Most of the time, venomous bites will have more intense swelling than non-venomous ones. However, this isn’t always the case since some dogs may take longer to react to a toxin.

When it comes to snake bites, time is your biggest enemy. You have to act fast before the venom causes irreversible damages to your Bulldog’s body.

Also, I don’t recommend self-medicating a snake bite on your pooch. Unless your dog’s vet approves, it’s still best to bring your doggo to the nearest pet hospital or vet clinic.

What to do for snake bite on dog

If you’re sure that a snake has bitten your Bulldog, you should always treat it as an emergency. It’s best to think of the bite as venomous so that you can seek immediate veterinary help. Even if your dog looks fine, you’ll never know when the venom will start to kick in. By that time, it might be too late for your pet.

Instead of panicking, you must take the following steps instead:

✔️Try to calm your dog

It’s important to keep your Bulldog calm to slow down circulation. You should also stay calm as pets can sense panic, which will just trigger more stress. Your Bulldog should remain immobile while you call the vet.

You should also keep other pets away as this may trigger your Bulldog to move and play. If possible, put your Bulldog in a crate to keep it still and calm. Calming sprays can also help.

✔️Don’t touch the bite area

As much as you want to clean the snake bite, it’s not advisable to touch or wrap it in a tourniquet. Also, never attempt to suck the venom out. This will just make things worse for your dog, not to mention that you may swallow the deadly venom.

If immediate veterinary care isn’t available, you can rinse the wound with flowing water, but don’t rub it. Also, keep the bite area elevated below the heart level. For example, if your Bulldog got bitten on its front paw, you should keep it low to slow down circulation.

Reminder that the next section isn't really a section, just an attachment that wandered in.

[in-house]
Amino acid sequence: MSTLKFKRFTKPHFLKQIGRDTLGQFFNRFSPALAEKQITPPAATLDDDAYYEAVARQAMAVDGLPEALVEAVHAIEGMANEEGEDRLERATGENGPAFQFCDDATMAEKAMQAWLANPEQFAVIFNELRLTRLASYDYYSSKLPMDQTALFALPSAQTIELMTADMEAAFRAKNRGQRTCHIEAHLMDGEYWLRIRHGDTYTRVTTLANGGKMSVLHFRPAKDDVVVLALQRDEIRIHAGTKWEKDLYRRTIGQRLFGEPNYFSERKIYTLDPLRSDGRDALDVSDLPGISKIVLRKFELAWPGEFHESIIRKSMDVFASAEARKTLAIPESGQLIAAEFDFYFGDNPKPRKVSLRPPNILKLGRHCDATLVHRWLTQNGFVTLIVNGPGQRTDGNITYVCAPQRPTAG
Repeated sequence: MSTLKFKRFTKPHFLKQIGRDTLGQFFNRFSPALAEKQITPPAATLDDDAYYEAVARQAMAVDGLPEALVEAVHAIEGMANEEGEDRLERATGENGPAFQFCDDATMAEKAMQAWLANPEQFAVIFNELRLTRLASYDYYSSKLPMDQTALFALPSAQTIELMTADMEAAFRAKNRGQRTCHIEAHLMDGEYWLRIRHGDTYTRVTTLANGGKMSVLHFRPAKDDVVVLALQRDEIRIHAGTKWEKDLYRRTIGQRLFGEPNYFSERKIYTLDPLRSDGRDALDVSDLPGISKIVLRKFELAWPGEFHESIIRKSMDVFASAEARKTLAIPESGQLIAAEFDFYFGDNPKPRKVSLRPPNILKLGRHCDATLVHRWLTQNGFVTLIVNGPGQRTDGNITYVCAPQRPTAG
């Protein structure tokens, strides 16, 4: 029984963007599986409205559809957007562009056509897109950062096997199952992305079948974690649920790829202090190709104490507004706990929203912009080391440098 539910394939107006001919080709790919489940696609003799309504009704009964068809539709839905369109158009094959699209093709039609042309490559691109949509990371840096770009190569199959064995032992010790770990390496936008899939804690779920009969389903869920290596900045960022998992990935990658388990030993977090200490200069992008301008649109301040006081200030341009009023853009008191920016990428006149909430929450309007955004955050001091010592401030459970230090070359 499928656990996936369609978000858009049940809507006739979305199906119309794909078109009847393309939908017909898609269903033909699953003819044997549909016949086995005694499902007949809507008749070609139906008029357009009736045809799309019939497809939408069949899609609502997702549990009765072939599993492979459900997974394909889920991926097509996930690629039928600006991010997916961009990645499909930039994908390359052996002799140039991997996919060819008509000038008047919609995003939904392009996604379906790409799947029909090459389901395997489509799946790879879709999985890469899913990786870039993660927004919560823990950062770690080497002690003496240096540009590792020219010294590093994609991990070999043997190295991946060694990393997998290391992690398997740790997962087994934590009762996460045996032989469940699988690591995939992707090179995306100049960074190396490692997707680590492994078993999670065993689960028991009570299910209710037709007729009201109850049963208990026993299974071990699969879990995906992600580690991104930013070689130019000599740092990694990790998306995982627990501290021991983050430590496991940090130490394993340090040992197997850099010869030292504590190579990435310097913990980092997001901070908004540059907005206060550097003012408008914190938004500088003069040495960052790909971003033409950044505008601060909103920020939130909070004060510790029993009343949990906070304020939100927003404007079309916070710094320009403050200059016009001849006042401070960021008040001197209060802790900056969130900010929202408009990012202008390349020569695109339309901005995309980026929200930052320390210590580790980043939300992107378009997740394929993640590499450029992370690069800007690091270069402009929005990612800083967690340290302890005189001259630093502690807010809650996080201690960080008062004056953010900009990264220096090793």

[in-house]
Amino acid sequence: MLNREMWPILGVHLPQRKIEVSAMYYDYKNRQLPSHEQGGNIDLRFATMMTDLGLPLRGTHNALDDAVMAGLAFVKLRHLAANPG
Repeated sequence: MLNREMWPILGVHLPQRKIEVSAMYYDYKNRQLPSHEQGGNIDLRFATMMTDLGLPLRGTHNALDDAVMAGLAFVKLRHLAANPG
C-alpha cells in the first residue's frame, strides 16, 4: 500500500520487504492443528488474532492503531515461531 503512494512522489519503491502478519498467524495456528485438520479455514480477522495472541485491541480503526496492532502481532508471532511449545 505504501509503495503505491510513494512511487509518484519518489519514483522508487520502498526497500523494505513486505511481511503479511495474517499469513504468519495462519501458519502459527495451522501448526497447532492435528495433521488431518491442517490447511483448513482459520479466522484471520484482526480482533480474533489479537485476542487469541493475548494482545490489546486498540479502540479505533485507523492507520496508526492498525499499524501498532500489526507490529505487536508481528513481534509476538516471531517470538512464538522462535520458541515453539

✔️Call the vet or any poison control hotline

The moment you discover the snake bite on your Bulldog, you should call the vet right away. This way, you’ll receive professional guidance on how to perform first aid treatment. For sure, your dog’s vet will ask you to take the animal to the clinic as soon as possible.

If the vet can’t be reached, you can call a poison control hotline. These hotlines are equipped to handle all types of toxins, including snake venom.

Here are some of the pet poison hotlines you can call in the event that your Bulldog got bitten by a snake:

  • Pet Poison Helpline. You can call them at the hotline number (855) 764-7661. They can help with all poisons on all pet species, including Bulldogs. Just note that they charge an incidence fee of US$65, which already includes follow-up consultations.
  • ASPCA Animal Poison Control. The ASPCA Animal Poison Control Center (APCC) is reachable at (888) 426-4435. They also charge consultation fees for a variety of pet poisoning incidents. ASPCA can help you address snake bites on dogs properly.

✔️Observe your Bulldog

While you’re trying to reach the vet or a pet poison hotline, you should keep observing your Bulldog. You should note the symptoms, which can help veterinarians assess the situation.

If your notice that your dog is no longer breathing, you should ask the vet how to administer CPR.

✔️Turn up the AC in your car

Cranking up your car’s air conditioner will help slow down the circulation of your Bulldog’s blood. You can do this while heading to the vet’s clinic. However, I suggest asking the vet over the phone first since Bulldogs aren’t very tolerant of extreme temperatures.

Treatment for snake bites on Bulldogs

The vet will conduct a quick physical exam to find the bite area. Depending on the situation of your pet, the following will be the potential remedies after cleaning the wound:

  • Anti-venom. This will be administered if your dog is bitten by a venomous snake. It will help a lot if you can identify the specific species so that the vet can provide the right antidote.